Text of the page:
Teams from Syria’s Civil Defense (White Helmets), as well as civilian volunteers, have continued their search and rescue efforts of survivors of the devastating earthquake that struck the country and neighboring Türkiye on Monday.
They are carrying out their efforts in the opposition-held regions in Syria's northwest.
They are in a race against time to rescue as many people as possible from under the rubble. The 7.8 magnitude earthquake has killed at least 20,000 people in Syria and Türkiye. Hopes are dwindling to find survivors.
In the Idlib’s Jindires region, Umm Mahmoud, 51, tearily look on at what was once her neighborhood. She looks at the rubble that was once her neighbors’ homes. They did not survive the quake.
She spoke to Asharq Al-Awsat about the early moments when the earthquake struck.
“We were asleep. My husband, son and I. We almost lost our minds from fright. The trembling started and parts of our house began to fall on us. We managed to escape and run to an area that is not surrounded by buildings,” she recalled.
Screams and shouts soon began to rise from the houses nearby.
“Dust and pitch darkness soon pervaded the area. The screams then started to die down. We soon realized that an earthquake had destroyed everything in the city,” Umm Mahmoud said.
She added that her family tried to head back to its home to retrieve some clothes and blankets, but the roads leading to it were blocked by piles of rubble. “It was then that we realized the extent of the calamity,” she remarked.
Hundreds of buildings were turned to rubble in the quake. Dozens of heavy vehicles and Civil Defense teams are working tirelessly on the rescue efforts.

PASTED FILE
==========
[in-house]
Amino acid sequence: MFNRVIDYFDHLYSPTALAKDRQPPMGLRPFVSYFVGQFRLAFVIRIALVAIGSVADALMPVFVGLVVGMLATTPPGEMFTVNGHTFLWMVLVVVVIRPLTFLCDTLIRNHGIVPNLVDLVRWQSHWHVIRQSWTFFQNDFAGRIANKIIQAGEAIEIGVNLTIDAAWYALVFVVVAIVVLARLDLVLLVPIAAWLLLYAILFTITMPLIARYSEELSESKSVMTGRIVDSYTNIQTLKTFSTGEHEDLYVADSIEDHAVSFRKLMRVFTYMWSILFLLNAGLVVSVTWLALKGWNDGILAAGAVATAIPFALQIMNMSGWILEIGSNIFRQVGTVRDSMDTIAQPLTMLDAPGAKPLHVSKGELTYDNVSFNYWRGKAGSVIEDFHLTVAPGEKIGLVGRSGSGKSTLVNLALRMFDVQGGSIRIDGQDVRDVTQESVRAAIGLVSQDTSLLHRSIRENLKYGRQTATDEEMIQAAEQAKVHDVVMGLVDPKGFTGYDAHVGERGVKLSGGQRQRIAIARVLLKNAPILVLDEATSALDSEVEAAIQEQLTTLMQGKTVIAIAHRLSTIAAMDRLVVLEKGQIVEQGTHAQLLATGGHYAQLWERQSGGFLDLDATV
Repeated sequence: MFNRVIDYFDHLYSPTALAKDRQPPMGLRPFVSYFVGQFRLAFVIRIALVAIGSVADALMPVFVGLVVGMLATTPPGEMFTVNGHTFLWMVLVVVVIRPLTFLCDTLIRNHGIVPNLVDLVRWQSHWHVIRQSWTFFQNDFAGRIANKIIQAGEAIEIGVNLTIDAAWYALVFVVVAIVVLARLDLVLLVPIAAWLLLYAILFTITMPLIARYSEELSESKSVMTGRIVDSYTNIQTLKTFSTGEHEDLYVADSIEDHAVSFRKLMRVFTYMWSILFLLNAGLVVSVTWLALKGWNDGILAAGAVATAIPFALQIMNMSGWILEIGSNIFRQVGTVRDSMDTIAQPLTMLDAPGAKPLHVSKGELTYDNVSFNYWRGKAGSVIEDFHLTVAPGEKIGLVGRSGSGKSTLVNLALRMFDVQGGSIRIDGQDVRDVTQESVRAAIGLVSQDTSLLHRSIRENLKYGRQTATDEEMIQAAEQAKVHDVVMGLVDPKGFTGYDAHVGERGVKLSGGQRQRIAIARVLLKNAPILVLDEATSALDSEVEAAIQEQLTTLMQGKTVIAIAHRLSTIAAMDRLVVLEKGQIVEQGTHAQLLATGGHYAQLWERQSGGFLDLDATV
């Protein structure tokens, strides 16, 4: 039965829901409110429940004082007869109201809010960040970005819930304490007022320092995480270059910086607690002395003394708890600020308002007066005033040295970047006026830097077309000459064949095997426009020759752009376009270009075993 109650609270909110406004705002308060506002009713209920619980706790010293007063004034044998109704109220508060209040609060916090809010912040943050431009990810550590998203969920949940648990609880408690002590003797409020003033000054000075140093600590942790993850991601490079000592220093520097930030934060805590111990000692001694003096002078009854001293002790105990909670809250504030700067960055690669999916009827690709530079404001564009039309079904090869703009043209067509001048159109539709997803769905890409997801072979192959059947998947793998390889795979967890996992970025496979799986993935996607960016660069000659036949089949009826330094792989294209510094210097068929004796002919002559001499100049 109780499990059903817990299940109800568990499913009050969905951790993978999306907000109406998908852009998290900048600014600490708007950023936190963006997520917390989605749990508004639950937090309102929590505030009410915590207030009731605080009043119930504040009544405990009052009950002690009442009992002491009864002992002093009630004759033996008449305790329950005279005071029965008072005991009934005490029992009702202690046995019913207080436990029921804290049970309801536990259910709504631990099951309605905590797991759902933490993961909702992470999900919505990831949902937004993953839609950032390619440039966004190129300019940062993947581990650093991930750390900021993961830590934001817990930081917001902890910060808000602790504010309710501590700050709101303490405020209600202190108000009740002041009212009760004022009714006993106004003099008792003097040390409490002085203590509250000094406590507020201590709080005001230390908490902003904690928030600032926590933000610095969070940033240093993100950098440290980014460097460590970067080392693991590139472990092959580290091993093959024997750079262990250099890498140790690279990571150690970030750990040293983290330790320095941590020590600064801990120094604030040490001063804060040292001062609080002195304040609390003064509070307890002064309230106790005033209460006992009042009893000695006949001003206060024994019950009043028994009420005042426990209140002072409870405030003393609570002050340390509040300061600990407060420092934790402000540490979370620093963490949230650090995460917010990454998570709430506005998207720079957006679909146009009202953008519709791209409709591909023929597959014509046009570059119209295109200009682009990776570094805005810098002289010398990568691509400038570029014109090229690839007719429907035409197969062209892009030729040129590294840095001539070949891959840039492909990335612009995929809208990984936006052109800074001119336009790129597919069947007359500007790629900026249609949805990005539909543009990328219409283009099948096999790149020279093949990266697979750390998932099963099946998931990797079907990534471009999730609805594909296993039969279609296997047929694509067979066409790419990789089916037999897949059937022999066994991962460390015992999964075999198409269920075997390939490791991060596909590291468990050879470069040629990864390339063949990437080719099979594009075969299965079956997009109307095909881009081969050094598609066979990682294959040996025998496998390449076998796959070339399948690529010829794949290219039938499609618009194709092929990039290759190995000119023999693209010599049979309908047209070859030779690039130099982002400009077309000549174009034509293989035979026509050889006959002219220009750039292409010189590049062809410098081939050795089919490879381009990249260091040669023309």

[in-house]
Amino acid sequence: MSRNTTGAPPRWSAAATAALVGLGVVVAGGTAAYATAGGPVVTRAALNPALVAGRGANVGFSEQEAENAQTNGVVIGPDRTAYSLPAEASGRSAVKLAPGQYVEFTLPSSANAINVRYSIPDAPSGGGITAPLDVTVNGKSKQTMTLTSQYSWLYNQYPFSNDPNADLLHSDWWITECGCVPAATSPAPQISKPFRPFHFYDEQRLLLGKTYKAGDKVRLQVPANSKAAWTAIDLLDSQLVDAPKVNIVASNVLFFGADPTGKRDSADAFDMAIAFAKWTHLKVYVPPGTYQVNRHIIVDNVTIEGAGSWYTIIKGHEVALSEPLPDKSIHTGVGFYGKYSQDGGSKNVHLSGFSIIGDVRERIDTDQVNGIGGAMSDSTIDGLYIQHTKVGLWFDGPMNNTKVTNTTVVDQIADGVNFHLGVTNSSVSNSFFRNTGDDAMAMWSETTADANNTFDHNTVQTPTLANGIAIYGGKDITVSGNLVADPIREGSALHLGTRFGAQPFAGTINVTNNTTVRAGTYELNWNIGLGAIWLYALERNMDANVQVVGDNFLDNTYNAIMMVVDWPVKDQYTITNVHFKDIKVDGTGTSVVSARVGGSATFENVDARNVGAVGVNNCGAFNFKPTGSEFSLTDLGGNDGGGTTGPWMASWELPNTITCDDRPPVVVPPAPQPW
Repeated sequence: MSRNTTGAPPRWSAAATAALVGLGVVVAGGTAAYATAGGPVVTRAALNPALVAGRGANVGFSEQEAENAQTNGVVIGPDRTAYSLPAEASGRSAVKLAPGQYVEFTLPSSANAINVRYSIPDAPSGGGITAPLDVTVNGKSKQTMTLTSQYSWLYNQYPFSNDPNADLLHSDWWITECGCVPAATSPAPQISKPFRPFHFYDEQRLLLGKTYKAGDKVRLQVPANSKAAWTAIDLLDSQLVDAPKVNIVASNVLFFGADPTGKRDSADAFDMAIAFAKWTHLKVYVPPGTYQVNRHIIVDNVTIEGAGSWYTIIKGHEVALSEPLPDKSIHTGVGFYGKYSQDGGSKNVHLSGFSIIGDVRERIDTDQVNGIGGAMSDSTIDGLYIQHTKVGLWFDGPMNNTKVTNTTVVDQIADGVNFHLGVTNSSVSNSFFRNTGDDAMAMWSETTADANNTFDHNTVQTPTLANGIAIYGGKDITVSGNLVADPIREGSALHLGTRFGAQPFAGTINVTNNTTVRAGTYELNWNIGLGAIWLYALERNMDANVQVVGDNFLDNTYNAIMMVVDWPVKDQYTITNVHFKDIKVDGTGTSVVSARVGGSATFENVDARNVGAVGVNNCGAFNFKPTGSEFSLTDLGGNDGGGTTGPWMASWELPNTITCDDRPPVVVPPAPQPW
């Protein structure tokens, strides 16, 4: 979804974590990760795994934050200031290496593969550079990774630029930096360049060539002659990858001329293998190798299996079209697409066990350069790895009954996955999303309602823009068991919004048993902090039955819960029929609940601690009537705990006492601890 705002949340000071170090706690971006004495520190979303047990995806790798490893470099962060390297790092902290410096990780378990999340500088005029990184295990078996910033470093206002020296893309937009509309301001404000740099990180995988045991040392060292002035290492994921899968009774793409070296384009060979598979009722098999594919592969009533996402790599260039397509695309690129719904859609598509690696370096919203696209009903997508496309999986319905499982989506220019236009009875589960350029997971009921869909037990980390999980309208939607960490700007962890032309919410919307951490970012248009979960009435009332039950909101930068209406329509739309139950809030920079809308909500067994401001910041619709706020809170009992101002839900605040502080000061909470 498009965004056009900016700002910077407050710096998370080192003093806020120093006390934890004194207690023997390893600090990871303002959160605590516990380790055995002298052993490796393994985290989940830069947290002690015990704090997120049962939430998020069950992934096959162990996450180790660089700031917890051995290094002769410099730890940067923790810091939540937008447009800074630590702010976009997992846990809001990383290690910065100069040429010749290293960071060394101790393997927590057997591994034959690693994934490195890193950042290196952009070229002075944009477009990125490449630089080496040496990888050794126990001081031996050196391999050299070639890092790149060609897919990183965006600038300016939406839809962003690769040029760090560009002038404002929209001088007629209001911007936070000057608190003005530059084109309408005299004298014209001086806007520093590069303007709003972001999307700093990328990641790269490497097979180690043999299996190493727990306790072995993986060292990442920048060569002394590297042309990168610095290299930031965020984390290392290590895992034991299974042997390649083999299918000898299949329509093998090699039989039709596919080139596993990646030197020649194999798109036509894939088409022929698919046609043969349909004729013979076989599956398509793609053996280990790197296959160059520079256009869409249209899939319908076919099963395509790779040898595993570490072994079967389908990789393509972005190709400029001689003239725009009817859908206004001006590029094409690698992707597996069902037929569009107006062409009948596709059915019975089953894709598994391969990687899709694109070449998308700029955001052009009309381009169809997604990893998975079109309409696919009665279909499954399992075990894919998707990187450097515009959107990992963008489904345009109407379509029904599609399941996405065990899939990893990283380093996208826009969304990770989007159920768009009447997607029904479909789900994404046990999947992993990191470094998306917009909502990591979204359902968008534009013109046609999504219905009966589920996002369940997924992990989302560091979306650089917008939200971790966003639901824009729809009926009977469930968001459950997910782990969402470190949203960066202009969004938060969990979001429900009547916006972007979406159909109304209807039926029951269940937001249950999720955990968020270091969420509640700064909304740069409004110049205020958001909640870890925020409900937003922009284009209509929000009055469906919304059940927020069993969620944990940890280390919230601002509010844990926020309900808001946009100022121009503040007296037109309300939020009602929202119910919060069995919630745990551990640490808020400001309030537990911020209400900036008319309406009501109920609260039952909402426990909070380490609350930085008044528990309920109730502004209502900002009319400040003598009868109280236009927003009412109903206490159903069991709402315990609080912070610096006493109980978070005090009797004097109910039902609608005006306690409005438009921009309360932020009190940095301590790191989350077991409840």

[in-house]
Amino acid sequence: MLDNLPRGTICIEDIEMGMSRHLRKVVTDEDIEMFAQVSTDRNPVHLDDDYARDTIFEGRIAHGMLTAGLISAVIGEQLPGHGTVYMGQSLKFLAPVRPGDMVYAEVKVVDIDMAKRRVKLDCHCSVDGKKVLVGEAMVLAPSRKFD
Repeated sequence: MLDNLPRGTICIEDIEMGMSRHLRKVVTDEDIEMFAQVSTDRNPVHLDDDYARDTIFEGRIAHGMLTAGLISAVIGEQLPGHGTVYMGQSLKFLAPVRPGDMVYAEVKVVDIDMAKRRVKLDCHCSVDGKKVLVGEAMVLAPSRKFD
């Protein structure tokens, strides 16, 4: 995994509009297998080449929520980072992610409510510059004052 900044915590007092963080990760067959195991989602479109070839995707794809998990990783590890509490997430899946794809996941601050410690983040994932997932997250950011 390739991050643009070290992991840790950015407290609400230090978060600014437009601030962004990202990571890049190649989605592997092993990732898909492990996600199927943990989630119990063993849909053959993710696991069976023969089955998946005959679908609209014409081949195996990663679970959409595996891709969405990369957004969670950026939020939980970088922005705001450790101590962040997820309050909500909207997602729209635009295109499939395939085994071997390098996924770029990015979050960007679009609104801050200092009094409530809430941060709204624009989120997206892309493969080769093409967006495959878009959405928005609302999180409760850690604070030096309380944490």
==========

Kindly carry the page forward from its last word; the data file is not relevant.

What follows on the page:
Hassan, 33, is a refugee from the Hama countryside. He is leading a group of civilian volunteers in the rescue efforts in the eastern section of Jindires.
He only has simple tools and hammers at his disposal. Along with a number of his friends, he joined rescue efforts after witnessing the extent of the devastation and the limited means of the Civil Defense teams.
The chances of finding surviving are dropping by the hour, he stated. Every delay may take place at the cost of losing a life.
The latest figures showed that 513 people were killed and 831 wounded in Jindires. Dozens of families remain trapped under the rubble.
Given the limited means, the rescue operations are painfully slow. Some 233 houses were completely destroyed and 120 were partially damaged and are susceptible to collapse at any moment.
Predominantly Kurdish Jindires is located in northwestern Aleppo. Its population stood at nearly 13,000 people before the eruption of the Syrian conflict in 2011.
It was held by the Kurdish People’s Protection Units (YPG) for years before Turkish forces and their allied Syrian armed factions seized control of it in March 2018 during Türkiye’s Operation Olive Branch.
Since then, it became home to over 30,000 refugees from the Aleppo and Idlib countrysides who had fled the regime. Now, many of these refugees have died in the earthquake.